I’m not a very consistent runner, but sometimes things will draw me back to running. Last year, I started trail running with Northwest Trail Runs, an attempt to combine hiking and running and help me increase my speed in both. This year, I was drawn in by Orca Running’s beautiful R-Pod medal, a prize for anyone who completed 3 or more races with them in 2018. I got a few of my friends onboard and signed up for my three races: the Kirkland Shamrock 5k in March, the Snoqualmie Valley 10k in June, and my first half marathon in a few years, the inaugural Great Ferry Race.

I’m pretty sure each time I’ve trained for a half marathon, I’ve said that I have no motivation to do one again. But this event was compelling for a few reasons:

  1. Inaugural!
  2. The unique concept. The event started with a ferry ride, and the run started right off the ferry dock.
  3. The location on Bainbridge Island, with approximately 1/3 of the course on trail.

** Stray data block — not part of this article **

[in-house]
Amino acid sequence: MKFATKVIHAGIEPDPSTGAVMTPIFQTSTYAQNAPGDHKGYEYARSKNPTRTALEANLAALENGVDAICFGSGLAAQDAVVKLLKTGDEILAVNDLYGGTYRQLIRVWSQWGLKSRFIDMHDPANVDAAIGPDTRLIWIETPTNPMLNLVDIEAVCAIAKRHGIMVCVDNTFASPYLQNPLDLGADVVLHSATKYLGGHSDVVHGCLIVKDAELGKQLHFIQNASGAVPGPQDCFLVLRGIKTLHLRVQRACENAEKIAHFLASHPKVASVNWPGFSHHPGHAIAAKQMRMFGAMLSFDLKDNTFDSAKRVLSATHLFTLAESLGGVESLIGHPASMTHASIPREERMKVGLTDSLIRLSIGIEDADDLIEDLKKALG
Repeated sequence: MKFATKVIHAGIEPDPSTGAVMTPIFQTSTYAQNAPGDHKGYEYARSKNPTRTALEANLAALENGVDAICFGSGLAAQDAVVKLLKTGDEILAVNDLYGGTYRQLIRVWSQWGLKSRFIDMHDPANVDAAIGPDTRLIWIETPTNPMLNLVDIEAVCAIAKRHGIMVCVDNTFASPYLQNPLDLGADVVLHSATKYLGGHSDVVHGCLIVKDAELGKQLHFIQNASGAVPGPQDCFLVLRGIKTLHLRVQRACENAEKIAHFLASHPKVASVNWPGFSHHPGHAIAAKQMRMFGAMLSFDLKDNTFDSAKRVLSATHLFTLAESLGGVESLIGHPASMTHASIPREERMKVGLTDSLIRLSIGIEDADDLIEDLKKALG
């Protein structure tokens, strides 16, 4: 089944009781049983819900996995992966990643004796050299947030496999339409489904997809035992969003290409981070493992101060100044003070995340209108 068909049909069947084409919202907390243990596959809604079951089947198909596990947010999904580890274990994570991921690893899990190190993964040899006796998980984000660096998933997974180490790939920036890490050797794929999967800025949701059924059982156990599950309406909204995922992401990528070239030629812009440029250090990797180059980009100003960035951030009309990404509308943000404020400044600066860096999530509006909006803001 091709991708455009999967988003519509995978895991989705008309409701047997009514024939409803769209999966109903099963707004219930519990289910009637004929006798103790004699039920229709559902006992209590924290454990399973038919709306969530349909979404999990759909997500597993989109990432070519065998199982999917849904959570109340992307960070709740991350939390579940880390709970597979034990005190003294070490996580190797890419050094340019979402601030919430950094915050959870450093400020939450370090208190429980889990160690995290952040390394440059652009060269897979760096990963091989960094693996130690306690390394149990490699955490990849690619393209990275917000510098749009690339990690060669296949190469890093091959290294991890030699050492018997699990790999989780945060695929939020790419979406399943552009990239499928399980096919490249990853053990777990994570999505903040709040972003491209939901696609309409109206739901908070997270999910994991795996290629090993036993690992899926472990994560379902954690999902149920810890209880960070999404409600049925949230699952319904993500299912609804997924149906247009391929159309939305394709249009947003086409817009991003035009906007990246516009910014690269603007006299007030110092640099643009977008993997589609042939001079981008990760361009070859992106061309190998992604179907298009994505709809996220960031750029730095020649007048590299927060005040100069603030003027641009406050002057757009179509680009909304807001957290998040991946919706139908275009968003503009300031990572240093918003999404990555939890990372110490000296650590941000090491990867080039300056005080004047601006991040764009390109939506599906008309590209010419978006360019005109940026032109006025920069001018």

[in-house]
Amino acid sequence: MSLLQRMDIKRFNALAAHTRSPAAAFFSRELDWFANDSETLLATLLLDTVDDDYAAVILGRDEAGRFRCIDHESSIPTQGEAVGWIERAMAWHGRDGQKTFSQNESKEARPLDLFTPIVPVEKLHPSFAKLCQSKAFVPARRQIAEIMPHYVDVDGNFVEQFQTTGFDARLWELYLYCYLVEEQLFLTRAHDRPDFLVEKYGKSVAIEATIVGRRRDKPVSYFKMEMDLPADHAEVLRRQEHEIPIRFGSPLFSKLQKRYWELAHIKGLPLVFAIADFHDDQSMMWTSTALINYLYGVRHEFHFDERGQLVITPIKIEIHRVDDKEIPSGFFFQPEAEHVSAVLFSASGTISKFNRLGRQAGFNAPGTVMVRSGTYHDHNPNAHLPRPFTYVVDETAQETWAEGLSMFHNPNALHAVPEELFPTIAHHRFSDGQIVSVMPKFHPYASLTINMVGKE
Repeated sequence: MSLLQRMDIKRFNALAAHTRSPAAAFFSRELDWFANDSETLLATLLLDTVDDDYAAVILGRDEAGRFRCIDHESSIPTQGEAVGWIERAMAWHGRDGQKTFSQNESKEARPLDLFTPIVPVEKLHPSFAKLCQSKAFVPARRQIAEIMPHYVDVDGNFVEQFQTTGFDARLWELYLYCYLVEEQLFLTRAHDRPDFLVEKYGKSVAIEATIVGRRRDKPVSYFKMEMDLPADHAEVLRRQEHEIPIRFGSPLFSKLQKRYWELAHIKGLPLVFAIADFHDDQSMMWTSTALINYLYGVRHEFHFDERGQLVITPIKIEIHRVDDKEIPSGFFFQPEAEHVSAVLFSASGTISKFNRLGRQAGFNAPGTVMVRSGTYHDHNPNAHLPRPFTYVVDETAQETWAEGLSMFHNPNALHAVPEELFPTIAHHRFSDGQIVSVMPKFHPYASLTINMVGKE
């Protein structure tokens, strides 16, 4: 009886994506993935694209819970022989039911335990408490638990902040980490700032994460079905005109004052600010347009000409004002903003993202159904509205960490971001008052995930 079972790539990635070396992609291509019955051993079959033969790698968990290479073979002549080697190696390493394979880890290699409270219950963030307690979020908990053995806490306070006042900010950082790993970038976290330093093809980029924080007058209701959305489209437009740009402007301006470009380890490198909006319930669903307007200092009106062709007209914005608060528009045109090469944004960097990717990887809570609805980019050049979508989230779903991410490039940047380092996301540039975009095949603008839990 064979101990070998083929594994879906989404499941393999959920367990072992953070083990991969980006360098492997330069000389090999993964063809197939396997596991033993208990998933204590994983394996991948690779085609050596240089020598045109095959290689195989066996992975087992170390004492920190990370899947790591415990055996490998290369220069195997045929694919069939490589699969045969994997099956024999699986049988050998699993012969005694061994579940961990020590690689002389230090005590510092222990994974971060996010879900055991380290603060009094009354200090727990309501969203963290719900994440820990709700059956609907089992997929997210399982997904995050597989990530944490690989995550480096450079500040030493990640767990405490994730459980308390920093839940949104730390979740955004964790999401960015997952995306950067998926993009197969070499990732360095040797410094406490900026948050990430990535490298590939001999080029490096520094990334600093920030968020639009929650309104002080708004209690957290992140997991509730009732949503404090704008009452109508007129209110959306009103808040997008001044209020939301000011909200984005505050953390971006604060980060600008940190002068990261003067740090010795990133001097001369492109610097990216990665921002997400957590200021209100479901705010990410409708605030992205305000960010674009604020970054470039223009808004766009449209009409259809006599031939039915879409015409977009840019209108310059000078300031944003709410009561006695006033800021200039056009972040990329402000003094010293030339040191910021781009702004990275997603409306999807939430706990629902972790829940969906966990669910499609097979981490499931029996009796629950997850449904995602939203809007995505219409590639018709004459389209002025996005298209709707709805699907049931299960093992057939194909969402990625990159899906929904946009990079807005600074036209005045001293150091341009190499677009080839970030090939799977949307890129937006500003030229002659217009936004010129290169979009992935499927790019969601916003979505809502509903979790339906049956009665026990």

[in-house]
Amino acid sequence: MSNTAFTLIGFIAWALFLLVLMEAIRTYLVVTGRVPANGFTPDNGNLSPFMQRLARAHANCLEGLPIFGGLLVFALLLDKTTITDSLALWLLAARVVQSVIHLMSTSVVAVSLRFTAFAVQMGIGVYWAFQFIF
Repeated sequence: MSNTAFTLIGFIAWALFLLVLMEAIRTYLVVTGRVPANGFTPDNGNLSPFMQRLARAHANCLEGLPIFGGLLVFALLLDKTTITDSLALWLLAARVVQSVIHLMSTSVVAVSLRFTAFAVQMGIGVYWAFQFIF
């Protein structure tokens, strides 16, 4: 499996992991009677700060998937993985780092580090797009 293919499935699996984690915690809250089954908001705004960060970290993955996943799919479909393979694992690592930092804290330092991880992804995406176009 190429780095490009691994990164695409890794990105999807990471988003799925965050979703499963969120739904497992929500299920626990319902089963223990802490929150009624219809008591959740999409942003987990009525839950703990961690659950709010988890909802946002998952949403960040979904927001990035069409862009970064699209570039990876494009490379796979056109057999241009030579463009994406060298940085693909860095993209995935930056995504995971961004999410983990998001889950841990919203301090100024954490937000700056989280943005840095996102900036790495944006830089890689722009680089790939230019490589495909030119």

I had all good intentions of being properly trained for the race, but a large number of out of town weekends in April and May derailed it all. I ended up having to do a huge jump in long run distance to hit a number where I was comfortable going up to 13.1, and it was pretty rough. I knew it wasn’t going to be my best performance, but I was hoping for a reasonably unmiserable experience without injuries.

Seattle from the ferry dock
Seattle from the ferry dock

On race day, parking downtown by the ferry dock, as the event organizers promised, was very easy because it was early on a Sunday. The ferry terminal was full of runners, and the ferry passengers who weren’t there for the run were looking around quite bewildered. I did day-of packet pickup, and there was a mix up where many people who registered really early didn’t end up having their personalized bibs printed. They had also run out of blanks, so I was given the bib of someone who canceled, with their name blacked out. It was a little disappointing because the bib was a cool design, and I would have liked my personalized one as a race souvenir, but I guess running as Haley Strandness makes for a good story, too. My friends looked her up online and apparently she’s quite a good athlete, so I felt honored.

I am Haley Strandness
I am Haley Strandness